As I would find out, both Ryan and Nick provided sage advice. This stretch of river is devoid of any sandbars or other common areas to stop and rest. We spent most of the day in the kayak seat, covering water. Nick was right. It’s an all-day trip, even if you don’t fish. We spent a fair amount of time paddling briskly so that we could periodically stop to fish. In my experience, you can float and properly fish an area about 3 to 5 miles in a day. This trip was almost three times the distance, so you could not really slow down and fish an area thoroughly before moving on. Due to the physical distance between access points, you don’t have a lot of idle time. The only part of this trip that I did not like is having to pass so much prime fishing for the sake of covering water. While I don’t know for certain that the areas we passed by held fish, I’m reasonably suspicious that they did because we caught fish every time we stopped. And I never met a fish that isn’t worth catching.
Ryan and I targeted bream on this trip, with some bass fishing thrown in for good measure. The bream fishing was very good with high numbers and consistent catches throughout the day.
Ryan commented several times that the fishing was off, probably due to a passing cold front followed by high barometric pressure and clear bluebird skies. Still, I found the action more than entertaining.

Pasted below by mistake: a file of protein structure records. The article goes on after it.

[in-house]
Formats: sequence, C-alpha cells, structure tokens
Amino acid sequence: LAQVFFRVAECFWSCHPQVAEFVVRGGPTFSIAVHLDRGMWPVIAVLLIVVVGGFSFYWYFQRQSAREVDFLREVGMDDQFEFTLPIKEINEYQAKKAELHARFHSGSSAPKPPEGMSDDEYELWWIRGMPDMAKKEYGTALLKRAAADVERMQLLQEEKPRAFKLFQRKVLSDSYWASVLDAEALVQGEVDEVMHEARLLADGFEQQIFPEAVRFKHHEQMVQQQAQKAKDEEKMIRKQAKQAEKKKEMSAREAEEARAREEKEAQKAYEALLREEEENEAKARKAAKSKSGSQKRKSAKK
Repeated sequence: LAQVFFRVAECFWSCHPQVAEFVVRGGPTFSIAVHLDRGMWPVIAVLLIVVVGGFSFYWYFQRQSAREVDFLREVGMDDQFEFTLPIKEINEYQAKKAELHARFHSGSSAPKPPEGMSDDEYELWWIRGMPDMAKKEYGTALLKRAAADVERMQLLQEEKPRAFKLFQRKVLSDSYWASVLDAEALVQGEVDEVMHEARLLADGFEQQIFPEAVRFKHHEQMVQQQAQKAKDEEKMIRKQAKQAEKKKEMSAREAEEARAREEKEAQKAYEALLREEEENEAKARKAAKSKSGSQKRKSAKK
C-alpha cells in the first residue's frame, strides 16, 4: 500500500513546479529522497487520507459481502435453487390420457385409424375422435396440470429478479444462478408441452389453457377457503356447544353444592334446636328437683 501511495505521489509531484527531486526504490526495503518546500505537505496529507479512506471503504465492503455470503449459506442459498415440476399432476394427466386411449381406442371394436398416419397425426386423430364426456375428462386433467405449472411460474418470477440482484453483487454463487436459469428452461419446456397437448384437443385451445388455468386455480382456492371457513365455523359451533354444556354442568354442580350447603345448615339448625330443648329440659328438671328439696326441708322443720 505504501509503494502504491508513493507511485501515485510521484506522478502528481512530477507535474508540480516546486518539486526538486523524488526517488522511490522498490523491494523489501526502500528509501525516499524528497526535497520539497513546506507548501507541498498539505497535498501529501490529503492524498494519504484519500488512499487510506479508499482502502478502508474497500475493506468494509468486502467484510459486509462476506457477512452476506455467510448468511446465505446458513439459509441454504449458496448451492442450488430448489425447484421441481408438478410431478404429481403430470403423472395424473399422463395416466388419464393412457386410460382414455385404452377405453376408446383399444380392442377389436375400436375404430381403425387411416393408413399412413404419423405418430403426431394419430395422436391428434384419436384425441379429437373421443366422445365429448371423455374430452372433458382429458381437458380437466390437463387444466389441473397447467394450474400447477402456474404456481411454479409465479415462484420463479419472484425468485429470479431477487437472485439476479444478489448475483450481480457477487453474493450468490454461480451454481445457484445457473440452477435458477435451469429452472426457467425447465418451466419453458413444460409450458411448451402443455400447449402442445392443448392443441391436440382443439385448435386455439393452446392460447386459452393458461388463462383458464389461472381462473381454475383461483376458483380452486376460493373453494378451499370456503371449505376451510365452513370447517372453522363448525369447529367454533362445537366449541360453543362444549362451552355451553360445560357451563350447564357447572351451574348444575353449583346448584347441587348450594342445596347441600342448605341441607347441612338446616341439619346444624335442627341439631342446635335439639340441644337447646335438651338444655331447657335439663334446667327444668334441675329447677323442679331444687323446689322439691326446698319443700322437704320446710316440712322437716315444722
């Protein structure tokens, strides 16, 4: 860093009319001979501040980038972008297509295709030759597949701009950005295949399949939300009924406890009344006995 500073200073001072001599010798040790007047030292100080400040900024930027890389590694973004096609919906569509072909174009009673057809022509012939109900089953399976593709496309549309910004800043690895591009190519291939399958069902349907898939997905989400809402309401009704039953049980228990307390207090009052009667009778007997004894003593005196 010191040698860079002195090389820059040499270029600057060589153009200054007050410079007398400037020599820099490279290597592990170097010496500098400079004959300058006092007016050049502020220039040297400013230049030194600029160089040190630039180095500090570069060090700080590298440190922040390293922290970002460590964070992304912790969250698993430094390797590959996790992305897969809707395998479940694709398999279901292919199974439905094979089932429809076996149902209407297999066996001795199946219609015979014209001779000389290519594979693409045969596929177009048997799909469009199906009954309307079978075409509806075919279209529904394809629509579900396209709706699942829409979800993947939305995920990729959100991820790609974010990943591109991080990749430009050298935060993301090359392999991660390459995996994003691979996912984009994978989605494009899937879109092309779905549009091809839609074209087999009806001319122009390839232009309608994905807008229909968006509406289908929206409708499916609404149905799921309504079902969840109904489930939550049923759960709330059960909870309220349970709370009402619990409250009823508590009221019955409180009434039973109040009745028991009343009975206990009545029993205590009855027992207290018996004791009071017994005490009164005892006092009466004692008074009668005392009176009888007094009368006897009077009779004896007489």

Ryan’s bait of choice was a black-and-yellow Beetle Spin on light tackle. His formula worked very well, as he was playing a fish to hand more often than not. My most consistent bait for the day was a Bitsy Minnow crankbait in shad color fished on a 4-foot, 8-inch ultralight spinning rig spooled with 6-lb. Berkley FireLine and a 36-inch leader of 8-lb. monofilament. Using the braided super line has been a monumental improvement in casting distance and accuracy for me. The lack of memory lets me make longer, more fluid casts with light baits.
I also rotated a Mepps Aglia inline spinner into my casting rotation with some success. The fish seemed to pursue the spinner without committing to the strike as often. With the Bitsy Minnow, the strikes seemed to happen almost immediately.
As much as I enjoy fishing inline spinners for bream, I decided to take advice straight from the fish’s mouths. If they would rather eat the Bitsy Minnow, I’m certainly not going to turn down biting fish.
I also rotated some soft plastics, taking aim at the bass population. While I had a few decent bass by pitching ribbon tail worms, lizards and the like, my best bass of the day fell to the Bitsy Minnow. After a particularly aggressive strike from a fat shoal bass left my rear hook straightened on the Bitsy Minnow, I vowed to carry spares on the next float. The only pattern I could get going on traditional bass tackle was a Zoom craw in a motor oil and chartreuse color, Texas rigged on a 1/0 hook and 1/8-oz. bullet sinker. Making short pitches and violently shaking the rod tip seemed to get the most strikes. I could correlate the sudden movement to be similar to the crankbait splashing in the water and getting turned around suddenly as the retrieve started. The fish seemed to be more reactive to movement and striking out of aggression, rather than feeding.